Thursday, November 30, 2006

Christmas Past

Most of my memorable Christmases were in Red River, NM. Although RR would seem to be a fairytale place for Christmas, it is often not for those who live and work there. Life in a resort town is about making tourist happy which usually means that you are working your tail off on holidays. Still, with the snow and the mountains and the small village atmosphere, Christmases were pretty magical.

My parents owned the Green Mountain Lodge when I was younger. The lodge had a large lobby area with a fireplace and several sitting areas. We usually put up a good size Christmas tree in the lobby next to the picture window facing Main Street. On Christmas Eve, many of us town kids gathered at the lodge to go caroling. Walking down Main St. in the snow with a bunch of kids laughing and singing almost sounds too picture perfect, and it was. Later, we would make our way back to the lodge to drink hot chocolate and play games. Sometimes we picked up a few tourist kids on our way and made new friends. My family got up early on Christmas morning to open presents. I still have a hard time sleeping on Christmas Eve – too much excitement. Stockings were my favorite things, because my Dad got a big kick out of finding very odd things to put in the stockings including fruit and candy. We were usually finished with the presents quickly, and then we went skiing before the ski area got too crowded. The ski season usually got going on Christmas Day. As soon as Texas schools let out for the holidays, the town of RR filled up. The week from Christmas to New Years was unbelievably busy. The town of RR is about 300 people year around, but it swells to 3000 during Christmas. Town folk do not get to ski that week – they are busy in their lodges and restaurants or working at the ski areas. With the town full of people, every year the electricity would go out about 5:00 PM on Christmas and New Years. Why? Because everyone in town got off the slope and hit the showers, drying their hair, fixing dinner or getting ready to go out to dinner. It was too much for the electric lines. I think I was 20 something before that little glich was fixed. It made for an interesting time at the local restaurants.

Most of my Christmases as a teenager/young lady were spent working. I usually worked as a waitress. It was a way to make some money to ski and be in RR. It was also the way to work yourself through school. We used to joke that Bill Gill at Texas Red’s Steak House probably put more kids through college than most college loan businesses. The town of RR used to have lots of college age kids working there – ski instructors as well as restaurant help. Often, we would get together after hours for our holiday parties. That was a wild time in River City.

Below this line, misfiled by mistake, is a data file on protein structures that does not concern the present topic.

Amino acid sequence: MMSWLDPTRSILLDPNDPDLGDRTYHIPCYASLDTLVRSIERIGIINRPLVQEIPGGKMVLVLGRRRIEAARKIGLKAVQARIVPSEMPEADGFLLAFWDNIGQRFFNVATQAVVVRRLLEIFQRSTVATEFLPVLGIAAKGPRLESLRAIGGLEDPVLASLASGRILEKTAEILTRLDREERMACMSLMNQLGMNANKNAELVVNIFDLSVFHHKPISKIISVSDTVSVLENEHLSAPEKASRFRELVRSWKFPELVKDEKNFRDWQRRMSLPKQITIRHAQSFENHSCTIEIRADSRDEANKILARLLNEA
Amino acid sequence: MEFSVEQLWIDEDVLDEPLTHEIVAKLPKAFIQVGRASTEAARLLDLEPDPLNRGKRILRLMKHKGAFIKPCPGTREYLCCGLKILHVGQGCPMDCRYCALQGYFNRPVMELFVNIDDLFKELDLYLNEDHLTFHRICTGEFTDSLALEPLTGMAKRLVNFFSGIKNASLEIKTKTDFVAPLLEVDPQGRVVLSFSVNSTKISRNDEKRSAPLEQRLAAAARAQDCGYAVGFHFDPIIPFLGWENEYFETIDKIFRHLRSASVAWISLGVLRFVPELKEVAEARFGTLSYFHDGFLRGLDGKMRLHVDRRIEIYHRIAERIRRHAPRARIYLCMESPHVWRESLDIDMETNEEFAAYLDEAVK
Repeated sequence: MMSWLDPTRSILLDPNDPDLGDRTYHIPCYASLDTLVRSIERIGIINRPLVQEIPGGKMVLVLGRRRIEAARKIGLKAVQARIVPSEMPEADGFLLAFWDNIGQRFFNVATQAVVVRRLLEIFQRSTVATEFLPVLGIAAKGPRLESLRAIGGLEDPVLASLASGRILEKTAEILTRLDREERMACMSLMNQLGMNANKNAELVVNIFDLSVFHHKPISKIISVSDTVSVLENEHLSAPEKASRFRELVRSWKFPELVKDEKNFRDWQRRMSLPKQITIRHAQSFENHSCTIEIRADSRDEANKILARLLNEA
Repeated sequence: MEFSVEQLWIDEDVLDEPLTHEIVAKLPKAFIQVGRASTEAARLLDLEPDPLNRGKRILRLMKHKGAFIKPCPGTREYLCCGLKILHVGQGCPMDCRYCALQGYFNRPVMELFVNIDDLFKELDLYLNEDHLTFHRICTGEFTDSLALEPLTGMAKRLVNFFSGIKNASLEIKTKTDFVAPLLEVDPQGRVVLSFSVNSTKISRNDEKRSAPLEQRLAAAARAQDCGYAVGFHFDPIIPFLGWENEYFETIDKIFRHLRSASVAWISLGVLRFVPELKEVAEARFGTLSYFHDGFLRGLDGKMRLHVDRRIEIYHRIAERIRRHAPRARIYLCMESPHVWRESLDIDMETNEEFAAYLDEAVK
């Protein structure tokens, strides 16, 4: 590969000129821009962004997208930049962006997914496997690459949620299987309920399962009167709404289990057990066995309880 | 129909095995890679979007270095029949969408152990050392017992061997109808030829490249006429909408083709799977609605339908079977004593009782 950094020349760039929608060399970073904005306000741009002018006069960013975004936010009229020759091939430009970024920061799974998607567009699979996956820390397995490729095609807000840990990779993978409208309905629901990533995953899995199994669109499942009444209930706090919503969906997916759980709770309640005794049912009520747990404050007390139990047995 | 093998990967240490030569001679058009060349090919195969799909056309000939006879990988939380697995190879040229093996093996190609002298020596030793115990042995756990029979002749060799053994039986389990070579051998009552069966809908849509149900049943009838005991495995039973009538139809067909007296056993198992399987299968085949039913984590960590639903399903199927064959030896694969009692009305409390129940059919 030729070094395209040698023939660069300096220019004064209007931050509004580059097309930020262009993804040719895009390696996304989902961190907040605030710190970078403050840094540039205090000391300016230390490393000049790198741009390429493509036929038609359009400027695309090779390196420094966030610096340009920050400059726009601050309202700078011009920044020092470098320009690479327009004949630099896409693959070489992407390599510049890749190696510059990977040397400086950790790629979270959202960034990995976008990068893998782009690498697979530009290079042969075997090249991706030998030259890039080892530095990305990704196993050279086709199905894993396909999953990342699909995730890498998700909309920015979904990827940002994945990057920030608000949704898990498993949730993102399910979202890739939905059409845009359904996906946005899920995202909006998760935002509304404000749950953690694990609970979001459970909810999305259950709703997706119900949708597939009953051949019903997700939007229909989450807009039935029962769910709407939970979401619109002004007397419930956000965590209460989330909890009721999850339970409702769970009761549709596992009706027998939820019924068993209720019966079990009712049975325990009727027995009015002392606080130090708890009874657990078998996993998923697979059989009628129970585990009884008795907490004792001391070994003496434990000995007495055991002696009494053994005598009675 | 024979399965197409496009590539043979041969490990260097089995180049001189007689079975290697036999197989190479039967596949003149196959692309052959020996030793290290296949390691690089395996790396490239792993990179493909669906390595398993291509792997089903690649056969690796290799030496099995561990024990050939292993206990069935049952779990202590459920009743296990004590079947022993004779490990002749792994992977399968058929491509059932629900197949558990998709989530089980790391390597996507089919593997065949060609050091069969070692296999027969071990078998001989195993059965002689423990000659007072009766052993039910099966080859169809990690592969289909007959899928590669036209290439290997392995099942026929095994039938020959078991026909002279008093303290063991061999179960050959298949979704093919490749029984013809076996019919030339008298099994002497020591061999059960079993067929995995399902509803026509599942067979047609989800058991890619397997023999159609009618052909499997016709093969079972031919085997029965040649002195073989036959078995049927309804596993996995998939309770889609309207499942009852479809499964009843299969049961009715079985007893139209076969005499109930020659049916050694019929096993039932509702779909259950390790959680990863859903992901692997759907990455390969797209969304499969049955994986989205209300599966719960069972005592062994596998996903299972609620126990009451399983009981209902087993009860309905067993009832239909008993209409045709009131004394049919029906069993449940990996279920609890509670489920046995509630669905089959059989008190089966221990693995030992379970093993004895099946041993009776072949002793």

As a grown woman living in RR, things changed somewhat. The caroling days were over. Christmas was mostly work – the beginning of busy season. Skiing with the crowd was not my idea of fun anymore. Toby ran a garbage company – can you guess what the busiest day for trash was? Christmas week was also one of the coldest times of the year – can you guess what the cold did to a trash truck? But RR did have one Christmas tradition that I absolutely loved. A week or so before Christmas, the whole town of RR came together for a potluck dinner at the Community House. The Women’s Club provided the meat and decorations while the people brought everything else. The place was packed to the rafters with tables, food, and people. People that you might not see any other time of the year came out for the town Christmas dinner. The school kids put on a Christmas play and Santa showed up to take pictures and make a list. One year Jesse played Mary (she was five years old). She got in a bit of a squabble with Joseph who was giving her some instruction which she did not particularly care for (some things do not change). We caught it all on video. Bo, being a few years older, usually had a big part in the play, and he was always perfect in his part. Those are some great memories. You know how I love a party and how I love friends. The town dinner was just awesome and one of the things I miss about living in the pines.

Last year after Dad died, I encouraged Mom to go to the Town Christmas dinner in RR. She did, and had a great time. Seeing all of those people, who loved Dad and her, was just healing.

3 comments:

Dale said...

Lou, I remember when ya'll were those Texas folks heading to RR during the school break. Oh how always wanted to go with you guys, and probably could have if mom would have ever let me.

I know you realize how blessed of a life you have had. Good for you to encourage mom to go to the Christmas dinner. Is she going back this year?

inpassing said...

It's hard to imagine Jesse (at the age of 5) being Mary. But picture this...I'm in gradeschool, taller than any boy in the small church we attended. Yes, you guessed it...my big debut was as JOSEPH!!

Buck Pennington said...

Great story, Lou. Again, and as always.

Your experiences and insight are so very interesting, especially when viewed from the tourist's perspective. I always wondered what "the locals" did when the tourists went home, and how they viewed a life lived in paradise. Now I know.